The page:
Tonight I learned about the game Go courtesy of two documentaries on Netflix: AlphaGo followed by The Surrounding Game (I should’ve watched them the other way around). I still know basically nothing about the actual game, it just looks like dots on a board, but the stories were quite captivating.
The crux of it is that Go is a super complex ancient Chinese board game which is based on logic and really hard to predict. It’s a strategy game like chess, but has far more possible permutations (over 200 possible moves per turn compared to 35). So many that a computer can’t process all of the possibilities. It requires intuition and nuance, not just pattern recognition. That’s what made it a good experiment for the Google DeepMind team. They created an AI machine called AlphaGo and trained it using machine learning.
In 2016 AlphaGo took on the Roger Federer of Go, Lee Sedol from Korea. Best of 5 games.
First game the loss is a surprise for Sedol and a relief for the AI team. Sedol and most other people realise they underestimated the AI.
Second game Sedol goes in thinking he’s learned from the first and loses again. The computer makes some “beautiful move” that a human would never play. Everyone realises that AlphaGo isn’t just a human replica, it’s coming up with its own creative solutions that the humans didn’t teach it.
Sedol takes a day off. Third game is a shambles. He’s totally psyched out and not playing his usual game. He loses the tournament.
By this point in the film you’re starting to really get a feeling for the whole human vs machines thing, and just what it is that makes us human. The empathy that everyone is feeling for Sedol is palpable. The guy that makes the moves for AlphaGo points out how difficult it must be to play against a machine because you don’t have any connection with your opponent which makes it really easy to get caught up in your head and for self doubt to creep in.
In his press conference the language Sedol uses is that of a defeated man. One who doubts that he was ever that good in the first place. Who feels like a failure to himself and others.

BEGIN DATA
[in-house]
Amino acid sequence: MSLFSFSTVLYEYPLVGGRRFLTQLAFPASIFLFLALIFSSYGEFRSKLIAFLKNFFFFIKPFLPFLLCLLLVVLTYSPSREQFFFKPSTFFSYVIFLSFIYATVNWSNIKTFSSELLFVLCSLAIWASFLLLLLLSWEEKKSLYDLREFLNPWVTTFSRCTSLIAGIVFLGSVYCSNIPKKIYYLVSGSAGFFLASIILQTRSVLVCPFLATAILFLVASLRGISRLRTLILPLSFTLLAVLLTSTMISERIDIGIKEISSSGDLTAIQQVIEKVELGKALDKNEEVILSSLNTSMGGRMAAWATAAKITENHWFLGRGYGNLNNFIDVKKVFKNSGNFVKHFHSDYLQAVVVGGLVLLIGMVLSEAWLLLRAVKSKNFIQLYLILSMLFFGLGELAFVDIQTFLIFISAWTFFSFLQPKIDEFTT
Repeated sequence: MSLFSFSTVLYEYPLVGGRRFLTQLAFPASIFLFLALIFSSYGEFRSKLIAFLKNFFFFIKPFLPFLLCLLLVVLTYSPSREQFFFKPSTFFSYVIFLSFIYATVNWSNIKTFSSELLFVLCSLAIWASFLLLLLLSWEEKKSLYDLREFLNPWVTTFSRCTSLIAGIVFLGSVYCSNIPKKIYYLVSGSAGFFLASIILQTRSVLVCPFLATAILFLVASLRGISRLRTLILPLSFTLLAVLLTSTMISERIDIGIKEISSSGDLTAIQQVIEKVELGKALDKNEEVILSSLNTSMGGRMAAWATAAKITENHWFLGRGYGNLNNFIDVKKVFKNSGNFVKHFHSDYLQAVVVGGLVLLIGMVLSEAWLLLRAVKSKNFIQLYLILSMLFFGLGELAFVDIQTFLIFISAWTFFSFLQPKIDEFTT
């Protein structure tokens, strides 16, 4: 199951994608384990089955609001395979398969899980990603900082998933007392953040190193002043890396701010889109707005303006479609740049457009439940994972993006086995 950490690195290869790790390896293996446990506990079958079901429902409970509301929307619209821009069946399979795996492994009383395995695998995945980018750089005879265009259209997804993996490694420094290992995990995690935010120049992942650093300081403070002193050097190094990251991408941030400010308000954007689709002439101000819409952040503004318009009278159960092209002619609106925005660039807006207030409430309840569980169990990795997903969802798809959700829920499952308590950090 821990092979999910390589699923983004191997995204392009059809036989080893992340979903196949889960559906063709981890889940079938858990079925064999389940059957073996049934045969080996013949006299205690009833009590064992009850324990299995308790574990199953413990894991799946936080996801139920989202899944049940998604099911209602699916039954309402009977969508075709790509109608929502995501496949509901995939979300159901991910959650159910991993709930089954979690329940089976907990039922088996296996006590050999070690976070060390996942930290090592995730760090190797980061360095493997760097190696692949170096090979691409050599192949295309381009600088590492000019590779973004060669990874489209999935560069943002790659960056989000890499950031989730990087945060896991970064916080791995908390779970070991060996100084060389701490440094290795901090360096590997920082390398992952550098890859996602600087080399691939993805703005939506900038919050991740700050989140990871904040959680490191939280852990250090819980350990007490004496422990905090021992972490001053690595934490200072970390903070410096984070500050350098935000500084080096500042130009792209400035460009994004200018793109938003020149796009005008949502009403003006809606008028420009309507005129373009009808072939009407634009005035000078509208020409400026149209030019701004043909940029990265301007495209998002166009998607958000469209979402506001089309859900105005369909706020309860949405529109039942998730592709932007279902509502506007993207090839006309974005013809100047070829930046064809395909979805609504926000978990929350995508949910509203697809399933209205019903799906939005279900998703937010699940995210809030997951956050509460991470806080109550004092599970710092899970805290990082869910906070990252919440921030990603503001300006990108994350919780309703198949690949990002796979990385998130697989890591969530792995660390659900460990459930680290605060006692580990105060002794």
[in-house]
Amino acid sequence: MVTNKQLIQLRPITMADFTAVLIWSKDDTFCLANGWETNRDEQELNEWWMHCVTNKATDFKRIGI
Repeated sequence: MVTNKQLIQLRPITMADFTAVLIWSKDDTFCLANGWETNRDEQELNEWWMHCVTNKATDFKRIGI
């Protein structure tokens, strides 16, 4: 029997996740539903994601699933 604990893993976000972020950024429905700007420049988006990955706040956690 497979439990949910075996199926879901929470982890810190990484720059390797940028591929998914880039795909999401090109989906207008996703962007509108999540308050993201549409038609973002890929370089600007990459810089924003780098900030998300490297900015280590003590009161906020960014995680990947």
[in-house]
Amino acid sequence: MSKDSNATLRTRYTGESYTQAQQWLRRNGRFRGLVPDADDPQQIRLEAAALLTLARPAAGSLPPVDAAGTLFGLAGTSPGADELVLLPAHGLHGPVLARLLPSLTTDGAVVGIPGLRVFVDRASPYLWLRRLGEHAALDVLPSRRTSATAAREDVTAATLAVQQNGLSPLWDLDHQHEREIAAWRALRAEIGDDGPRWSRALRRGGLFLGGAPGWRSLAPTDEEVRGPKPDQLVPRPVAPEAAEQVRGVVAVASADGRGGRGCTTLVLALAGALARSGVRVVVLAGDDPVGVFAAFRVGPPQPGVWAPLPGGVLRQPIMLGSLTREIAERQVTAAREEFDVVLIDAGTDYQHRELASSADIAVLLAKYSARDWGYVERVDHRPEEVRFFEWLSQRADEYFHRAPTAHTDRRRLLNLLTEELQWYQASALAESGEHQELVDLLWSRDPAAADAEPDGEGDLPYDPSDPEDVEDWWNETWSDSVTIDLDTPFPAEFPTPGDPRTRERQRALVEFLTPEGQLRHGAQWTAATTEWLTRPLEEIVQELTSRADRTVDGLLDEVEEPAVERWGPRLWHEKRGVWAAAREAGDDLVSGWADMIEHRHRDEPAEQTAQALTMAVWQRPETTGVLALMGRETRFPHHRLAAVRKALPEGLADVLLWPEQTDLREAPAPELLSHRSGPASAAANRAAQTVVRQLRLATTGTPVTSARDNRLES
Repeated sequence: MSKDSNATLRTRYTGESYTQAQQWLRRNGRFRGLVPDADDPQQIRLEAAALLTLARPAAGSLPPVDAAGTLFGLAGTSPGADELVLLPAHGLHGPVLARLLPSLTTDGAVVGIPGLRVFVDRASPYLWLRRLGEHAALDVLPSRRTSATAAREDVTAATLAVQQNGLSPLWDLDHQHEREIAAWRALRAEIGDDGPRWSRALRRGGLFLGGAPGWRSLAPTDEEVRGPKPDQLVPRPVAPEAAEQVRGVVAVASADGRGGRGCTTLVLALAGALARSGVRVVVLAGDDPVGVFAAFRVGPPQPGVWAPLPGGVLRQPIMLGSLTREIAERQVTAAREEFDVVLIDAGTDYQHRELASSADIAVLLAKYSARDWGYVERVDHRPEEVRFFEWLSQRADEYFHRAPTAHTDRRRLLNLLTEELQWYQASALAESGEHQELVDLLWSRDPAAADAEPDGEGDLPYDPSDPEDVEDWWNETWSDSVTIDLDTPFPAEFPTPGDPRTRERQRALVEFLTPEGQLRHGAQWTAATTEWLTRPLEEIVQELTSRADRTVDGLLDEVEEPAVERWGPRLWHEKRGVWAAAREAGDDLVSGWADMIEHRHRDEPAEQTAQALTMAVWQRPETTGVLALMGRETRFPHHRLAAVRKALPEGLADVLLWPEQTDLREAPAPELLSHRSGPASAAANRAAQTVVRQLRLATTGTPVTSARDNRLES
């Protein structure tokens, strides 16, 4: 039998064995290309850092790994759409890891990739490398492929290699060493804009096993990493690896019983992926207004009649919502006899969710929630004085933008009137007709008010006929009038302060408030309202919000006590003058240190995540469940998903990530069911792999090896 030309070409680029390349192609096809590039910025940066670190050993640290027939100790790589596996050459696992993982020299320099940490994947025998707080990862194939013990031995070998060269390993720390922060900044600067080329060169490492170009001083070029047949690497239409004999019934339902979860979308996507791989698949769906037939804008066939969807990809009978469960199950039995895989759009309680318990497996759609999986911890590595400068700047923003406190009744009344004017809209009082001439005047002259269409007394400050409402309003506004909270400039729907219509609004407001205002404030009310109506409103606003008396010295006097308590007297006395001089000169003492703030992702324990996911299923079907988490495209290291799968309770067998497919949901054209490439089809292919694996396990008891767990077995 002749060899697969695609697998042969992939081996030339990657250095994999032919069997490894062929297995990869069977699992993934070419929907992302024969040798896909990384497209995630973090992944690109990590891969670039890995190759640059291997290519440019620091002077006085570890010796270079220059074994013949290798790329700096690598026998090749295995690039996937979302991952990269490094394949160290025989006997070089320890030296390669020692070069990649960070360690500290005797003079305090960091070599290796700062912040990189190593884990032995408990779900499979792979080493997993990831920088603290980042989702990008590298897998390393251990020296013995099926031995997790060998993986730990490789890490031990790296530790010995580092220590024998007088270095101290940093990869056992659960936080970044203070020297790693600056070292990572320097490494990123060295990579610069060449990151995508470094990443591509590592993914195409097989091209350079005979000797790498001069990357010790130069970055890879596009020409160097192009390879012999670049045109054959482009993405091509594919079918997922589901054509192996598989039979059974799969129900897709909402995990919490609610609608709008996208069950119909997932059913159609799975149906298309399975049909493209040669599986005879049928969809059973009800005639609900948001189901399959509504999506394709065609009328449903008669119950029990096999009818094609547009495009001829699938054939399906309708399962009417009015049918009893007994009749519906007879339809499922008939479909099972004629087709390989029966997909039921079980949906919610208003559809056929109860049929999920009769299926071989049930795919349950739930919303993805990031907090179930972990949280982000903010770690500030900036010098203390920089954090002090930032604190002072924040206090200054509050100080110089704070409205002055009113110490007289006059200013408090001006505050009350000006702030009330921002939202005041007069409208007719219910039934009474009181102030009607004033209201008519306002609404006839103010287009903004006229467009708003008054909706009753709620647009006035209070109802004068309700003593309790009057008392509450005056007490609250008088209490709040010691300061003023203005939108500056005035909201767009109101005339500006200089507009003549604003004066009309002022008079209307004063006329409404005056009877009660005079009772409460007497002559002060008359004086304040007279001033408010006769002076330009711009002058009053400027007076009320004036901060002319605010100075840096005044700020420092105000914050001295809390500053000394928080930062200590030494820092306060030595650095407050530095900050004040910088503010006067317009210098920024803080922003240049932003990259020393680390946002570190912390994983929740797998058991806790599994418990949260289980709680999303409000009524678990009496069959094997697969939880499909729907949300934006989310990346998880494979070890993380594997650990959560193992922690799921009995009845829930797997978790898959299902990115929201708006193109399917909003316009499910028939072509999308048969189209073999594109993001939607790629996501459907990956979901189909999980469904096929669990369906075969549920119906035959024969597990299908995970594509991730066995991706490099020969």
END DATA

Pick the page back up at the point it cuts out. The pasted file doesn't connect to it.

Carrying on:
Seeing Sedol’s deflated sense of self made me
feel almost as emotional as seeing the young girl with the physical disability sing When I Grow Up (Tim Minchin, Matilda) in the school assembly this morning. The audience obviously felt the same. So much so that the members of the AI team don’t even feel like celebrating.
Fourth game presents an opportunity for redemption or complete defeat. Redemption it is. Sedol makes the game so complicated that the AI doesn’t know how to respond to it. He wins! The emotional response of the crowd was immense. Sedol says “the victory was so wonderful that I wouldn’t exchange it for anything in the world”. Relief.
Fifth and final game. Everyone’s excited. The machine makes some unusual moves, playing the game differently to how a human would. Apparently humans use the progressive score as an indicator of whether or not they’re likely to win. But to the computer it doesn’t matter how much you win by, it only has to be by one point. This means AlphaGo will change the way the game will be played. Sedol is cool with the loss. He won once. That’s a victory for humans.
There were two key learnings from this for me. First, AI can give computers capacity to express creativity in a way that humans aren’t. This could be really helpful in tackling some of the wicked problems that our world is facing at the moment. Second, exposure to these types of machines can help us to better see what it truly is to be human. And more humanity could be useful in this world. Especially if we’re going to responsibly manage the implementation of this sort of technology into broader society